Day 1- Watson Lakes Trailhead to Diobsud Lakes:

After dropping a vehicle far up the Baker River Road (a fallen tree prevented access to the Baker River TH at the end of the road), we drove back to the Watson Lakes TH for a graciously high starting elevation of 4200 feet.

We began hiking up the trail shortly past noon in 90-degree heat. There was general trepidation about beginning a traverse during a record-setting heat wave in Western Washington, but a dip in Watson Lake momentarily quenched those concerns. More importantly, it set a tone for our entire four-day trip: we would never pass up a swimmable lake or tarn, regardless of schedule.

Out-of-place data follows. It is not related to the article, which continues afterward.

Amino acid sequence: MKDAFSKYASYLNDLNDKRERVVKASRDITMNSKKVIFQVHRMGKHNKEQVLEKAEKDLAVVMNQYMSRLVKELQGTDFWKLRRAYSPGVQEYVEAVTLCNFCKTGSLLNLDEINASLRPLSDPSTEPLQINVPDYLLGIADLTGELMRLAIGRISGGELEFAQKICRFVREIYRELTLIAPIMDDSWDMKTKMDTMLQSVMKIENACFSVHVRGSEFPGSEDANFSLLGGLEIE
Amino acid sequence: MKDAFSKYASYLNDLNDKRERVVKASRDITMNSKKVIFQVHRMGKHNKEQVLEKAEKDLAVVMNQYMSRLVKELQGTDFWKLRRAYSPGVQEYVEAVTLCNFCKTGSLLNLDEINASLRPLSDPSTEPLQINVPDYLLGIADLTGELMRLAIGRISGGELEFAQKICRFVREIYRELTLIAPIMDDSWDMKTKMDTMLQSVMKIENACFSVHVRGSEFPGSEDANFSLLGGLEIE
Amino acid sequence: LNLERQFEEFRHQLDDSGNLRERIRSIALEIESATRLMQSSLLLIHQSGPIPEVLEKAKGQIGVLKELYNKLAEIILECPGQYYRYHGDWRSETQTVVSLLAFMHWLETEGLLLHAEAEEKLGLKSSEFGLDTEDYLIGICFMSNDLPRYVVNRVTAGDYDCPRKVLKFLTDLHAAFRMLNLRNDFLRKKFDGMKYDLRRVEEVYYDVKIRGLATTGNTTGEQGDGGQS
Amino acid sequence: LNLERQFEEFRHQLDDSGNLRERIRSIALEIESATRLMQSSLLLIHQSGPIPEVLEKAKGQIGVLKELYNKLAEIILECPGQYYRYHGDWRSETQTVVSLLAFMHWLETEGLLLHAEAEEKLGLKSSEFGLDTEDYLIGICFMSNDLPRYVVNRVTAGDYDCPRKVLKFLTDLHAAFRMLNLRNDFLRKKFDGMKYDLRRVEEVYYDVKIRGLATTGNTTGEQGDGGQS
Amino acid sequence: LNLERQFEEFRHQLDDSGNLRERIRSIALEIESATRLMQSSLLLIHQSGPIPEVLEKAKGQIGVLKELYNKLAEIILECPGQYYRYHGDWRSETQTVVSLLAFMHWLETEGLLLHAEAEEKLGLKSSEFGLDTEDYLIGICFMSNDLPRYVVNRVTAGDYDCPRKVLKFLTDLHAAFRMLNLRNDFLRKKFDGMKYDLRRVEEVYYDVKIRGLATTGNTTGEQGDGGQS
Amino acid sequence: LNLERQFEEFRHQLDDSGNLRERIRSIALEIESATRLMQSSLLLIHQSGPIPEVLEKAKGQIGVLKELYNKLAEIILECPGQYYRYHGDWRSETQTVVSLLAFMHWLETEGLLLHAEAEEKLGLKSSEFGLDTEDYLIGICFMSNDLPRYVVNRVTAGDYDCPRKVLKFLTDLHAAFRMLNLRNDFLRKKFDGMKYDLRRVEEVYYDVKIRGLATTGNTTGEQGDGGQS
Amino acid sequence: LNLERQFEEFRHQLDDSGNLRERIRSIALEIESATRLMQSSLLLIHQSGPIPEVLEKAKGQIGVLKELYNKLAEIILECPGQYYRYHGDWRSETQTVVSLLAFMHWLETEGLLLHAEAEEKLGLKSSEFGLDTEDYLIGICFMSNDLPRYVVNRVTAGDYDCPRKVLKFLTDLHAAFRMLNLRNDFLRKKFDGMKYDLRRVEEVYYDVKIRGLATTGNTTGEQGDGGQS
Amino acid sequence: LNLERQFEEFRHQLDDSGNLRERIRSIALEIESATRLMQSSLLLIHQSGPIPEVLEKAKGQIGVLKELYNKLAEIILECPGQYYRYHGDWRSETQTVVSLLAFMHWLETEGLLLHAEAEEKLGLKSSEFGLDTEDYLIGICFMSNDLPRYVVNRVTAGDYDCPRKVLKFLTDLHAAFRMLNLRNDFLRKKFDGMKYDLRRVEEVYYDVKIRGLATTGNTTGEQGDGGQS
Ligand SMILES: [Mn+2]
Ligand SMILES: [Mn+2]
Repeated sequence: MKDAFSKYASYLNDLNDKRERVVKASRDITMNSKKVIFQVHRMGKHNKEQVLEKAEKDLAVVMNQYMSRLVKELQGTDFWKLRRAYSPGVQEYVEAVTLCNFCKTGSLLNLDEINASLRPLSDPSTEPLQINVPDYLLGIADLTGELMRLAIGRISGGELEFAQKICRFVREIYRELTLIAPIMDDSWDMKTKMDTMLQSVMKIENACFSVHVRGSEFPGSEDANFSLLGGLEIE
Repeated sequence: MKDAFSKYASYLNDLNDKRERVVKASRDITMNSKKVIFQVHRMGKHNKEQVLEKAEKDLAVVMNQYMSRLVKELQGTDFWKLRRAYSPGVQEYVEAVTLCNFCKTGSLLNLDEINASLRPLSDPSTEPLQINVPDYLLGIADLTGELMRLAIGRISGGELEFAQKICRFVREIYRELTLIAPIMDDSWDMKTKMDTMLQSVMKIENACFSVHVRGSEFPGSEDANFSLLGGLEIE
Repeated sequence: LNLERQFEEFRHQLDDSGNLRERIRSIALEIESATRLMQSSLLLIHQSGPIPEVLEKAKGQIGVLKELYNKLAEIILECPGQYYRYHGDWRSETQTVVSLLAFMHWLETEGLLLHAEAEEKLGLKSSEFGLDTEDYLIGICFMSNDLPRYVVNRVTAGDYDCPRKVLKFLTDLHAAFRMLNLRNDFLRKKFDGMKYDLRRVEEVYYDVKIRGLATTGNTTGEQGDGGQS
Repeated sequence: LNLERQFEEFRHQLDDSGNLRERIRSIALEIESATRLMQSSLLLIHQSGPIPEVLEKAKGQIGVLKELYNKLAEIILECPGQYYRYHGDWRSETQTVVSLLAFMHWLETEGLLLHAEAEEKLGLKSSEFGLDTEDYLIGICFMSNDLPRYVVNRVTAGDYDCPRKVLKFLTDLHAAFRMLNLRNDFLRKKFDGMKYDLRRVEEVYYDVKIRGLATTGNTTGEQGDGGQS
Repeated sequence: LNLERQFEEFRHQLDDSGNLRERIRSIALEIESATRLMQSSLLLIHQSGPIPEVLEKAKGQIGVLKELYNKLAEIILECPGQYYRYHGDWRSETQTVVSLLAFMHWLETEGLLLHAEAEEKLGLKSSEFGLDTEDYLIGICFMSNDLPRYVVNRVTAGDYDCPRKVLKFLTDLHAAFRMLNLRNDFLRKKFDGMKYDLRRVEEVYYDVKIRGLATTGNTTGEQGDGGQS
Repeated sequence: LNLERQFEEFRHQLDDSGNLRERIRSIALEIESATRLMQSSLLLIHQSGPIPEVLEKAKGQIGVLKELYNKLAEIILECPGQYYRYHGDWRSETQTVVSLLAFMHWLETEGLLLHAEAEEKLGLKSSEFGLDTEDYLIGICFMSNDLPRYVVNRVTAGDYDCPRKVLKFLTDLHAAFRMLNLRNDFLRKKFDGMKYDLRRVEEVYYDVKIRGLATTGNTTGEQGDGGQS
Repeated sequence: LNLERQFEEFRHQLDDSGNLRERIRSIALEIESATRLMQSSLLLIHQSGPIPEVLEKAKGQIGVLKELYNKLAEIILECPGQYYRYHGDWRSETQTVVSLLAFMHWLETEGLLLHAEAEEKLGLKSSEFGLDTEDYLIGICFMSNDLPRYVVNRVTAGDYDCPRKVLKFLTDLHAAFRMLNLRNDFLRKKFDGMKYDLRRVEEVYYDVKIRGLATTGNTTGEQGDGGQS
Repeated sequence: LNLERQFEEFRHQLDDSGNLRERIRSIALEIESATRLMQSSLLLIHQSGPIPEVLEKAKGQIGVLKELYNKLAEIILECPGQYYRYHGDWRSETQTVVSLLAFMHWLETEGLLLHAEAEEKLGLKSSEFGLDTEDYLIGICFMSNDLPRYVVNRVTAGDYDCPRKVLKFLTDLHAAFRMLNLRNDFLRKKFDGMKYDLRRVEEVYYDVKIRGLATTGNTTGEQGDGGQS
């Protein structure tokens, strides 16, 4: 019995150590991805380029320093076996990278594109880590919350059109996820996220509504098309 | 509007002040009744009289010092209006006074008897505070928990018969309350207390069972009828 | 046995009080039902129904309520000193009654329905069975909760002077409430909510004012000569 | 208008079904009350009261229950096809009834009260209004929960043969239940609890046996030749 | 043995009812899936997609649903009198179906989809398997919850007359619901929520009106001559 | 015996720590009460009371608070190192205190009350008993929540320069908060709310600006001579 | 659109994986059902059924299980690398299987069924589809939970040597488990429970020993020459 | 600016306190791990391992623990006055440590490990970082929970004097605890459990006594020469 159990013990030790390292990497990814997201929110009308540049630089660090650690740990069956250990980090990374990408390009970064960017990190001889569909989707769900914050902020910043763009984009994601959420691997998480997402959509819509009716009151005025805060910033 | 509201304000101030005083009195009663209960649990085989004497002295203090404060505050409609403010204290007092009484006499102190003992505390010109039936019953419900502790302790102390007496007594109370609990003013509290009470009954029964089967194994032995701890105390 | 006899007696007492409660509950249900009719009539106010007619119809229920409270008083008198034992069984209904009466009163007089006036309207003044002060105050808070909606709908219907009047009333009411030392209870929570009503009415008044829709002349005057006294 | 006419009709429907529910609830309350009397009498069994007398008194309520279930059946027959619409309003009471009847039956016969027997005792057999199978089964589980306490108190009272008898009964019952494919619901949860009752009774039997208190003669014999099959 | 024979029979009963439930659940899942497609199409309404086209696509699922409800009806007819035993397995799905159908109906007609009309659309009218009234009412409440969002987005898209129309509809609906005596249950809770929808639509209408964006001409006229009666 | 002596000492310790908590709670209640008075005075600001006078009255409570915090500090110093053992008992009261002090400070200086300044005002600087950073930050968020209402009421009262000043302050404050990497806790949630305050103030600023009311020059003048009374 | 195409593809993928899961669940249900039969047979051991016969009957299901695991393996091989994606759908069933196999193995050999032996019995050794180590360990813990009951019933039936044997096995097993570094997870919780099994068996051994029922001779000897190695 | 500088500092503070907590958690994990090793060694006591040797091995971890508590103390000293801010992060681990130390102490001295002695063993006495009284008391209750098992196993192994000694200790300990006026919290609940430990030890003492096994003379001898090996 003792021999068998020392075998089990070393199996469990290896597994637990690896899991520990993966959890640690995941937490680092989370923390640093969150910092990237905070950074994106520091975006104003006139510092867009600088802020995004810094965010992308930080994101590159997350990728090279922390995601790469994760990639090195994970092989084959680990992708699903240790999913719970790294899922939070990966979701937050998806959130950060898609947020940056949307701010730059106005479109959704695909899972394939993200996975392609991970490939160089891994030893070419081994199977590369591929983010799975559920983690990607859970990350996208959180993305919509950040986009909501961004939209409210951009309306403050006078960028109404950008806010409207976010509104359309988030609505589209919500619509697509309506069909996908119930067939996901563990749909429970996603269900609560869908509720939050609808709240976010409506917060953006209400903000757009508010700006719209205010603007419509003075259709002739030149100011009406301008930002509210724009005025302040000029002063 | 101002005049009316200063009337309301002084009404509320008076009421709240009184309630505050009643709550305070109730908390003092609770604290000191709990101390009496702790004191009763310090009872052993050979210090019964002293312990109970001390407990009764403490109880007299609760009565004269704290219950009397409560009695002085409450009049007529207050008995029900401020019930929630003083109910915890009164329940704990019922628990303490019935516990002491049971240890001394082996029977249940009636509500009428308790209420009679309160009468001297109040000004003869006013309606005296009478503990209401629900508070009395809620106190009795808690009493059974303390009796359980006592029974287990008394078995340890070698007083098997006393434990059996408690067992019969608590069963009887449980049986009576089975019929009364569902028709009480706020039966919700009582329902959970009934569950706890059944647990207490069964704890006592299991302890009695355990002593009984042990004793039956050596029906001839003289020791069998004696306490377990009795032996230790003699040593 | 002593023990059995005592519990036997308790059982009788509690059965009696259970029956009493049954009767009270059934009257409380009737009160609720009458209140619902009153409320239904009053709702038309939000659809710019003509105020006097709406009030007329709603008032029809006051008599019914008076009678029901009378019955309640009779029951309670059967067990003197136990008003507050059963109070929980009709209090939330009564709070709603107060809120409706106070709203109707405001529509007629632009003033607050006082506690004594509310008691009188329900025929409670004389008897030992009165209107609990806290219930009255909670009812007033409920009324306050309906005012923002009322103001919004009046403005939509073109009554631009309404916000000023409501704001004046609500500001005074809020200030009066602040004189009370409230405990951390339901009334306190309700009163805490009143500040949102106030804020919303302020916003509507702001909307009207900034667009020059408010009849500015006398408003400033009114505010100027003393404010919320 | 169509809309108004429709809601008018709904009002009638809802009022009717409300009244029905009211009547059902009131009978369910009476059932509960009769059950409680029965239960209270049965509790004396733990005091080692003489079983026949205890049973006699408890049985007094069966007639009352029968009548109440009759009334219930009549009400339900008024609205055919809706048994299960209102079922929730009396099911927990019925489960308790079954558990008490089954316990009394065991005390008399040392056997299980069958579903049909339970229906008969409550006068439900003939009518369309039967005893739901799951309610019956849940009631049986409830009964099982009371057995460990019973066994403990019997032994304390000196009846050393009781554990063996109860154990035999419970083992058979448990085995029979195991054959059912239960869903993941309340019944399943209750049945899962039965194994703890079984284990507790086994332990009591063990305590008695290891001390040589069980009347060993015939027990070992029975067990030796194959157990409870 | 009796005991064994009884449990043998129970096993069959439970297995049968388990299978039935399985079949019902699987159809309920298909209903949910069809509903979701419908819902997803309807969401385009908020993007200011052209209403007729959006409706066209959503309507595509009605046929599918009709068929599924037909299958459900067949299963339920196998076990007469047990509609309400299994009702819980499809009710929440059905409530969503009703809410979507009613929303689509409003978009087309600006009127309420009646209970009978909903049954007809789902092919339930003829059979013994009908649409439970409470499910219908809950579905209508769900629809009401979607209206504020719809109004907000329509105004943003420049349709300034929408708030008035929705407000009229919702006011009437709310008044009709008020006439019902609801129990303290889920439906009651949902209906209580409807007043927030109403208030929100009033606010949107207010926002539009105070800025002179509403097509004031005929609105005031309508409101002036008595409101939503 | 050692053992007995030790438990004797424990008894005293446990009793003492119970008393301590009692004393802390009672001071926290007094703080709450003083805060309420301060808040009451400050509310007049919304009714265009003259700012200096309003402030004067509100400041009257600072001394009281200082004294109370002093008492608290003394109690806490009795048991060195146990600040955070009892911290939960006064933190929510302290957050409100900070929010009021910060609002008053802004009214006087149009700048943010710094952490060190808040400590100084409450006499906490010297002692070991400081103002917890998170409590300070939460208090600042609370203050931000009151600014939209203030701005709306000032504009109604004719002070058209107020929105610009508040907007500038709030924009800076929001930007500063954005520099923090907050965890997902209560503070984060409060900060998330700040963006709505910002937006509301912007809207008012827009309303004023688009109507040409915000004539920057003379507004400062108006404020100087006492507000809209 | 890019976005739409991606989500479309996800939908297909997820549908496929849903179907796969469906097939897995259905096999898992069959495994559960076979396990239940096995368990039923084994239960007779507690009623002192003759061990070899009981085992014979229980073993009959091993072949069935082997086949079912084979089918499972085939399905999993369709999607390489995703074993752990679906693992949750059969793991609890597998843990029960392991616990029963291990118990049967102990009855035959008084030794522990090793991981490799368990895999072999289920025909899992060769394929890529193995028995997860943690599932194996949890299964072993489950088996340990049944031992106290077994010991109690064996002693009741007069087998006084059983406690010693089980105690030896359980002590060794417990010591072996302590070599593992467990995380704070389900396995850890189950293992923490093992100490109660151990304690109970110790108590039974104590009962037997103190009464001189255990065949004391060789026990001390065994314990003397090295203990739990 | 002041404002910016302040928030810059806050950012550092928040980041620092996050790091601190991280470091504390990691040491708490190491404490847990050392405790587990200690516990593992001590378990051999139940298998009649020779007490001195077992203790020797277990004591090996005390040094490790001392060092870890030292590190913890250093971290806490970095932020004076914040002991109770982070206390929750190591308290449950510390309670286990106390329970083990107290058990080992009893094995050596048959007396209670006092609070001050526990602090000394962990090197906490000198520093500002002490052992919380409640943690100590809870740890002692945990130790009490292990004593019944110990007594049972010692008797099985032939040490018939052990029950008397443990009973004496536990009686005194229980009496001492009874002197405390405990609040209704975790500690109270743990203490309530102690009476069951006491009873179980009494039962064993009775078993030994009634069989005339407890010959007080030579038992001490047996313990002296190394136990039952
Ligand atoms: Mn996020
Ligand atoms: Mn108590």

With this new attitude, it felt more like a “lake-bagging” trip than a “peak-bagging” trip—a first for all of us! The next 4 hours found us traversing rock slabs, scree, and snowfields below Mt. Watson and over a 300-foot saddle, then down heather to the upper pair of the four Diobsud Lakes (6.0 hours from TH).

Bacon Peak and Diobsud Lakes

We made camp near the northern lake and quickly jumped in. Dinner that night was shared with aggressive blackflies and mosquitoes.

Day 2 – Diobsud Lakes to Bacon Peak Summit to Hidden Lake:

Today’s goal was to get up and over Bacon Peak, from south to north. This turned out to be a day of great contrasts. The entire morning involved unpleasant sidehilling through slippery vegetation, groveling through brush and cedar thickets, slithering up mossy slabs, and clawing up super-steep dirt gullies with much loose rock. (When the snow melts off Bacon’s south side, it reveals some ugly terrain beneath!)